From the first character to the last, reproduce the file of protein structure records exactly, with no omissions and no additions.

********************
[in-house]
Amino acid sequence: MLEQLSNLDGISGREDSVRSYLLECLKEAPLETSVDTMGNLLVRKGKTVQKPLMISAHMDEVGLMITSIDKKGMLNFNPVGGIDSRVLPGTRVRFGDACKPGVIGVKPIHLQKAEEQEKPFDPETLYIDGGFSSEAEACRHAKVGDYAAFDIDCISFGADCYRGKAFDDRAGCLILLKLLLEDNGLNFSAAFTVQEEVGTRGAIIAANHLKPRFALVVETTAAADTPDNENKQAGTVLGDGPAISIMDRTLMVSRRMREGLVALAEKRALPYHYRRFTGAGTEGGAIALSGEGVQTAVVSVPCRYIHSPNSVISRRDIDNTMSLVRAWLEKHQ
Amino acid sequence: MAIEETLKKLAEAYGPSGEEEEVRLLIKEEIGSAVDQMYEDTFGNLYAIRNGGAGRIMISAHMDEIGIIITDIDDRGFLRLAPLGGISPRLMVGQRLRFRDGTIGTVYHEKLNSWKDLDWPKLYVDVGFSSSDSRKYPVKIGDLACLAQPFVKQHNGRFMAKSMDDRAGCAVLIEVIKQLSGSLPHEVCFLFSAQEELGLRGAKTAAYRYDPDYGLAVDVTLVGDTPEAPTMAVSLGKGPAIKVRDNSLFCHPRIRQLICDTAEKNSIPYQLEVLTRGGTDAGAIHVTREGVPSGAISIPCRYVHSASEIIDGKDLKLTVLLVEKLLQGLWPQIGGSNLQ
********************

[in-house]
Amino acid sequence: MLEQLSNLDGISGREDSVRSYLLECLKEAPLETSVDTMGNLLVRKGKTVQKPLMISAHMDEVGLMITSIDKKGMLNFNPVGGIDSRVLPGTRVRFGDACKPGVIGVKPIHLQKAEEQEKPFDPETLYIDGGFSSEAEACRHAKVGDYAAFDIDCISFGADCYRGKAFDDRAGCLILLKLLLEDNGLNFSAAFTVQEEVGTRGAIIAANHLKPRFALVVETTAAADTPDNENKQAGTVLGDGPAISIMDRTLMVSRRMREGLVALAEKRALPYHYRRFTGAGTEGGAIALSGEGVQTAVVSVPCRYIHSPNSVISRRDIDNTMSLVRAWLEKHQ
Amino acid sequence: MAIEETLKKLAEAYGPSGEEEEVRLLIKEEIGSAVDQMYEDTFGNLYAIRNGGAGRIMISAHMDEIGIIITDIDDRGFLRLAPLGGISPRLMVGQRLRFRDGTIGTVYHEKLNSWKDLDWPKLYVDVGFSSSDSRKYPVKIGDLACLAQPFVKQHNGRFMAKSMDDRAGCAVLIEVIKQLSGSLPHEVCFLFSAQEELGLRGAKTAAYRYDPDYGLAVDVTLVGDTPEAPTMAVSLGKGPAIKVRDNSLFCHPRIRQLICDTAEKNSIPYQLEVLTRGGTDAGAIHVTREGVPSGAISIPCRYVHSASEIIDGKDLKLTVLLVEKLLQGLWPQIGGSNLQ